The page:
- and not just teach, but with every word imply ABSOLUTELY equal standing with science (eg Intelligent Design, which is nothing more than christian creationism with SCIENCE branded all over it)

    And, of course, the WORST part of their hypocrisy is that they want THEIR religion mandatorily taught everywhere, but not any OTHER religion.

    You want the worldview of your religion taught in schools, sure - GO AHEAD - as long as EVERY other religion also gains equal airtime and equal status.

    For Example:
    - Hindus
    - Buddhists
    - Mormons
    - Zoroastrians
    - and yes, even Scientologists.

    It's called having a secret agenda and they're doing the same thing with Global Warming.
    The entire "debate" has nothing to do with science, and everything to do with MONEY.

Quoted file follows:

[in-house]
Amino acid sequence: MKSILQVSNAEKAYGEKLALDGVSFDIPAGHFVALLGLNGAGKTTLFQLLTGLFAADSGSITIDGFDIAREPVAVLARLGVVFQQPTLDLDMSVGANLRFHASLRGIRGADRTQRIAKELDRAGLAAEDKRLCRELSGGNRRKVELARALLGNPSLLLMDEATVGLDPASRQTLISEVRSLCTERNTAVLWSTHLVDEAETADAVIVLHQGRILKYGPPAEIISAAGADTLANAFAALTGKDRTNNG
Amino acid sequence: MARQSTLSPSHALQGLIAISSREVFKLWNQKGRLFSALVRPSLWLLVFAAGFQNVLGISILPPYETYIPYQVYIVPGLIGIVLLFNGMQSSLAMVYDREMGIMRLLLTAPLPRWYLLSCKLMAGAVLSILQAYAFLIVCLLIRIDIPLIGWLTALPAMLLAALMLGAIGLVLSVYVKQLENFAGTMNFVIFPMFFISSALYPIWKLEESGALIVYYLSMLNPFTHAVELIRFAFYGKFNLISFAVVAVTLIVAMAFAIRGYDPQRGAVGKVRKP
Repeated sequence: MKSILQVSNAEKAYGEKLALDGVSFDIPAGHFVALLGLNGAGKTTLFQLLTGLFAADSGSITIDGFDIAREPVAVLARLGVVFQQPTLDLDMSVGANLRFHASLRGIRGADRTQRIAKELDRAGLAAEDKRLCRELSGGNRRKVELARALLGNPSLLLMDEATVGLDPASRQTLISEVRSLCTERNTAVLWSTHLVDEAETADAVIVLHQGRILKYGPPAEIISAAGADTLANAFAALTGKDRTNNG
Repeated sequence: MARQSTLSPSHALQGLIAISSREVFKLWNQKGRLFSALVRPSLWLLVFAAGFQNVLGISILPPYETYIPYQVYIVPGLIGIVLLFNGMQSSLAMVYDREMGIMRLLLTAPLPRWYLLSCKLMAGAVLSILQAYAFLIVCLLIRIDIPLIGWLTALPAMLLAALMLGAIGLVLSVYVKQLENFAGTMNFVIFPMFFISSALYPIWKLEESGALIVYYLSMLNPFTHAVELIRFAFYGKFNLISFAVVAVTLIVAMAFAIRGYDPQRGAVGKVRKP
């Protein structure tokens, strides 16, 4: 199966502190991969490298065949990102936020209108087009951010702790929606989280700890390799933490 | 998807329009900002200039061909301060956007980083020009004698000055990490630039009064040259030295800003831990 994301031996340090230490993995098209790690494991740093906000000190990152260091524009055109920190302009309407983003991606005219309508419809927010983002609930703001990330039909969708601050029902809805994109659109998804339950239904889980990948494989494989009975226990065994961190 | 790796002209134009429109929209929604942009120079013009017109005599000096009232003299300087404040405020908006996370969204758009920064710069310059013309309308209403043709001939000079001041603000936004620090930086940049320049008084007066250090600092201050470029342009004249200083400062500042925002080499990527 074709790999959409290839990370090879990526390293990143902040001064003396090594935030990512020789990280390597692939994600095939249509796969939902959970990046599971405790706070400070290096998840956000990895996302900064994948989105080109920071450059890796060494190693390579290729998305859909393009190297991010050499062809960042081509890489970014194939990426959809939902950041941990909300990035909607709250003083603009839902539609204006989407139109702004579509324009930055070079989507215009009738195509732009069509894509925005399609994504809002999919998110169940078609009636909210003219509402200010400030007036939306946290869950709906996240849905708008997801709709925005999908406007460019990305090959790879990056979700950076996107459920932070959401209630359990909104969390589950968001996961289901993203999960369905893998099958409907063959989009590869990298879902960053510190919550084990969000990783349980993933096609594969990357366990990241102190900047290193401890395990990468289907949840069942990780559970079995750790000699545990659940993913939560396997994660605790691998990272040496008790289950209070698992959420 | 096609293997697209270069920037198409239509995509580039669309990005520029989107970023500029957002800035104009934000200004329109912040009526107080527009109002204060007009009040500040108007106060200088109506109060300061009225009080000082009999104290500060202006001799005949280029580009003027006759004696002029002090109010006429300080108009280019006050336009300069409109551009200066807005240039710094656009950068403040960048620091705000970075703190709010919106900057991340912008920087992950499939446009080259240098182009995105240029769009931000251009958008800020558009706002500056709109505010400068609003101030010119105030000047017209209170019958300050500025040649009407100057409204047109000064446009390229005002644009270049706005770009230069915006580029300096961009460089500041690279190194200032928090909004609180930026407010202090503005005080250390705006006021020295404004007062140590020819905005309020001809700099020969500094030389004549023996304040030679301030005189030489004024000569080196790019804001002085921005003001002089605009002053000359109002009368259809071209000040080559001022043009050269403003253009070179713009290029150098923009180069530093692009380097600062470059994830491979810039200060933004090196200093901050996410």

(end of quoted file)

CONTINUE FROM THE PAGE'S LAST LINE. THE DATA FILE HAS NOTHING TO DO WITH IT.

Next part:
• Re:Richard Muller (Score:5, Insightful)

    by Gadget_Guy (627405) on Tuesday November 20, 2012 @10:10PM (#42050237)

    I don't know anyone [who was a skeptic] who became a believer in global warming.

    It is a rather telling quote. If the skeptics are so entrenched in their beliefs that none ever change then they are not skeptics. They are deniers. If that term is deemed to be offensive, then they could choose disbelievers. But "skeptic" implies a willingness to be convinced, and this is obviously not happening.

    It also ignores the real skeptics: scientists. These are the people who do studies that reproduce other studies to see if their data matches so they can confirm or deny the original claims. These are the people who do studies to test their basic assumptions (that seem so obvious that the public often laugh at them), just in case they were false truisms. These are the real skeptics.